With some movies, you know what you’re going to get even before you see the preview. “Bridget Jones’s Baby” is one of those movies.
Renee Zellweger is back as the charmingly awkward Bridget. Colin Firth reprises his role as the same thoroughly stiff Mr. Darcy that he’s been playing since he starred in the 1995 BBC miniseries “Pride and Prejudice.” Taking the place of Hugh Grant’s lovable rapscallion of a character, Daniel Cleaver, is Patrick Dempsey as the somewhat-less-rapscalliony Jack Qwant.
A love triangle ensues where Bridget can’t decide between the exciting, passionate Jack or the duller, socially inept Mark Darcy. And, as the title suggests, there’s a baby involved, or there is by the end at any rate.
If you’re a fan of the original and don’t mind that the same old schtick feels a little tired the third time around, there’s plenty to enjoy in “Bridget Jones’s Baby.” All three leads are delightful, and there are still a fair few funny moments scattered throughout the film.
If you’re looking for a reason to hate it, though, you’re also in luck.
The film has unabashed hatred of millennials who appear only as hostile stereotypes bent on ruining everything good. It’s probably meant to be funny.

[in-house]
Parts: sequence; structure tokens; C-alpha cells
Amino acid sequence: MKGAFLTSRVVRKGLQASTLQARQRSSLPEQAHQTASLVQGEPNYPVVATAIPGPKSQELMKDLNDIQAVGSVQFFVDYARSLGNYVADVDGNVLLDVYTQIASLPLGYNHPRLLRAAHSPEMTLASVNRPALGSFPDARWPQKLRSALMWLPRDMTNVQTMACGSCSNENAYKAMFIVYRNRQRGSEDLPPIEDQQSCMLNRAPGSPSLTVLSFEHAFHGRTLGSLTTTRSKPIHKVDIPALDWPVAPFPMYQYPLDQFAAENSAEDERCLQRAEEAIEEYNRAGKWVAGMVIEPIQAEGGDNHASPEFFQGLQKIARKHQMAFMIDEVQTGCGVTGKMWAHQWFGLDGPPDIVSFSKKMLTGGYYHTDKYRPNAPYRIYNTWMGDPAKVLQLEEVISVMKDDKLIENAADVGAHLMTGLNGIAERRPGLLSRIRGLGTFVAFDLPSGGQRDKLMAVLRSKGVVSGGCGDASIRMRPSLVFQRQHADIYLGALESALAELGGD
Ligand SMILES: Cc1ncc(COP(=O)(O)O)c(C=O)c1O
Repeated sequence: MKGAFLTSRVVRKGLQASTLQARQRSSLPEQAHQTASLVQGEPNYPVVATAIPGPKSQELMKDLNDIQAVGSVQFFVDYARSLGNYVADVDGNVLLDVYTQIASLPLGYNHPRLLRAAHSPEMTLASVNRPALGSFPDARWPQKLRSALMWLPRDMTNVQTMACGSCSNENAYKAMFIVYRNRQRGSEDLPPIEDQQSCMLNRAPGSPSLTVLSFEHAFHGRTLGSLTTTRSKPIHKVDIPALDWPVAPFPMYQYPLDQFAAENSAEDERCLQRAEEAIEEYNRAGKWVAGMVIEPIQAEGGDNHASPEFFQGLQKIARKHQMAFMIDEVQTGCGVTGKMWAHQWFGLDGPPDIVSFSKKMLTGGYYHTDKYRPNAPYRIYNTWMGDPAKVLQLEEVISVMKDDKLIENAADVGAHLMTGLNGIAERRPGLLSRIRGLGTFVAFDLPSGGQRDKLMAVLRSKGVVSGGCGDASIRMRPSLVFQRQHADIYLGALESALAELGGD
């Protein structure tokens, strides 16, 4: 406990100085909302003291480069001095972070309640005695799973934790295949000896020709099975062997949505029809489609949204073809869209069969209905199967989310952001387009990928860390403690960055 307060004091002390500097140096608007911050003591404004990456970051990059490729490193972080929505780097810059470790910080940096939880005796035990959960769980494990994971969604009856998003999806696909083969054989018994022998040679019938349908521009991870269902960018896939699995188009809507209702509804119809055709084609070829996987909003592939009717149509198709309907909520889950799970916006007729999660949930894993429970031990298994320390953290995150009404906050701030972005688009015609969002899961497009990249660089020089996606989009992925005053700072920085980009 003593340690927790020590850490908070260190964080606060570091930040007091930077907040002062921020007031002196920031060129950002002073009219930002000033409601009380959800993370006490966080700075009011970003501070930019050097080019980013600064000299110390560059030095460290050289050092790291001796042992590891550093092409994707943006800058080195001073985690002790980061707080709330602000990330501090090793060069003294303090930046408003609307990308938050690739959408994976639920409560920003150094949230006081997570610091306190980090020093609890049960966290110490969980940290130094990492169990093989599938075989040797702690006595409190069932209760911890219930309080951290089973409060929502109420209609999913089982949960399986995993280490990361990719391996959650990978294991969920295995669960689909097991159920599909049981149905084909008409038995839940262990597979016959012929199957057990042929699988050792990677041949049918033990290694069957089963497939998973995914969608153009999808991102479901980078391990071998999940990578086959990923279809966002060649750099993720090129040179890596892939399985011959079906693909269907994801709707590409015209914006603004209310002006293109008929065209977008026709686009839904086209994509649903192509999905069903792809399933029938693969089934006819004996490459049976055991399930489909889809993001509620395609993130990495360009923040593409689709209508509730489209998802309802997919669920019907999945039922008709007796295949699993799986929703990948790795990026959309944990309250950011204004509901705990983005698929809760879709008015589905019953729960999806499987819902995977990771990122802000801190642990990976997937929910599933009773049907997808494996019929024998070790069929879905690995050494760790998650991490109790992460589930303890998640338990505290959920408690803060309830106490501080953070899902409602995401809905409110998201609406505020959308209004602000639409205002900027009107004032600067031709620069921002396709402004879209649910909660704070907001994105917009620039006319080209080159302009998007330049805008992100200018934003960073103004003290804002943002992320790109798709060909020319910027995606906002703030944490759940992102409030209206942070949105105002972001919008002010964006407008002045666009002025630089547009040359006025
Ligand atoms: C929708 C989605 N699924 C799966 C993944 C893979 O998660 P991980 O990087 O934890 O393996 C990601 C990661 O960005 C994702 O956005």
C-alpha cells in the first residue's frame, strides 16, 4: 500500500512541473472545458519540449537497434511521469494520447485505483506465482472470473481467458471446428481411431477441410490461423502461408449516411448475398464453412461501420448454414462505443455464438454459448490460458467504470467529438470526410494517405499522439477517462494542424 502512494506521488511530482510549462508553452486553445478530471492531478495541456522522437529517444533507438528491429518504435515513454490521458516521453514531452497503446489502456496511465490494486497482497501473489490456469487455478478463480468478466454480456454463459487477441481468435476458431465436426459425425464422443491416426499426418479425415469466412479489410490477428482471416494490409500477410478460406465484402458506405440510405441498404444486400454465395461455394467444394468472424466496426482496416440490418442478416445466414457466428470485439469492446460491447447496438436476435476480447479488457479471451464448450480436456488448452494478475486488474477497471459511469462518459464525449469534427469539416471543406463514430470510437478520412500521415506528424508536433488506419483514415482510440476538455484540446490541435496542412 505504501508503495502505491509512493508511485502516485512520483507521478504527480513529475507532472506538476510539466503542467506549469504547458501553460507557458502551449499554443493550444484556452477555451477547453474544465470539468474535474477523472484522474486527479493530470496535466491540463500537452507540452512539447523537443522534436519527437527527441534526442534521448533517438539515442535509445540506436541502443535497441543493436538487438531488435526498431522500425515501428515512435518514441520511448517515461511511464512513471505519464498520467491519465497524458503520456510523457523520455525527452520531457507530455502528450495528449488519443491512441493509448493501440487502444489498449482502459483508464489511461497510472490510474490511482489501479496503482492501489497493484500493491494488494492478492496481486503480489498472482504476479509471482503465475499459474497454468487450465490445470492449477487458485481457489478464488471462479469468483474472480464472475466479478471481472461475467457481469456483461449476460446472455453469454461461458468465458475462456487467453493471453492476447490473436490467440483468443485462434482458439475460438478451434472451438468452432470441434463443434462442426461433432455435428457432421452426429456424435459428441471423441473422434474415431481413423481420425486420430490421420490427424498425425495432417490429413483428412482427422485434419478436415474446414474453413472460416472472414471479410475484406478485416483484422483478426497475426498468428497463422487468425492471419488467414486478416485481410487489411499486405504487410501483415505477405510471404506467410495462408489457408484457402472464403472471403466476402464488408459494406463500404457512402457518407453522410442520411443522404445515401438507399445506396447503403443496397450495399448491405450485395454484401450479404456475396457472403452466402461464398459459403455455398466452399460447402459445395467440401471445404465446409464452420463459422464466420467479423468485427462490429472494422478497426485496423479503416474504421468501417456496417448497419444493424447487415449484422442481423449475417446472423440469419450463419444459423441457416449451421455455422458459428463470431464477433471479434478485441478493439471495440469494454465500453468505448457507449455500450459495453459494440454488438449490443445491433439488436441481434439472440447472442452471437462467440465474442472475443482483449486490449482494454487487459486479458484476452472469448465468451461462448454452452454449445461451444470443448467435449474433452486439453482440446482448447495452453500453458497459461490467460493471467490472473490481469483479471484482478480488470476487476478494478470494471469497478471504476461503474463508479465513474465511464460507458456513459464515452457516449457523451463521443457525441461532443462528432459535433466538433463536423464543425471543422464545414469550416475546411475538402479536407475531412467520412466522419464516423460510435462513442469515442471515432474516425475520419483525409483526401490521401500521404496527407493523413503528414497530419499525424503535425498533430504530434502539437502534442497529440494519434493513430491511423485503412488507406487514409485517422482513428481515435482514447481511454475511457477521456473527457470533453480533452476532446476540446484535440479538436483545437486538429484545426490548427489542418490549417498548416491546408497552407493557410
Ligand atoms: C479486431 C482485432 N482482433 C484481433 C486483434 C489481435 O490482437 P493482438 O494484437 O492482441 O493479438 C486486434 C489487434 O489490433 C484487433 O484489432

There’s also a smattering of jokes that rely on things like mocking non-English names and that oh-so-endearing way that Bridget can’t tell one Asian man from another.
The movie is stridently retrogressive when it comes to the idea of women’s rights. As Bridget’s paramour, Darcy is distracted by a his work as a defense lawyer for a female punk band, an unflattering mishmash of the Russian band Pussy Riot and the Ukranian activist group Femen. Darcy offers a spirited defense of the women, but finds himself unable to refrain from detailing on the record just how talentless and irritating he thinks they are.
The real icing on the cake, though, is that after Bridget’s water breaks, her way to the hospital is coincidentally blocked by a women’s rights march. That’s right, the only thing standing between Bridget abandoning her career for a husband and a baby is a march for women’s rights.
When Bridget’s mother hears of this is, she can only remark, “Don’t women have enough rights?”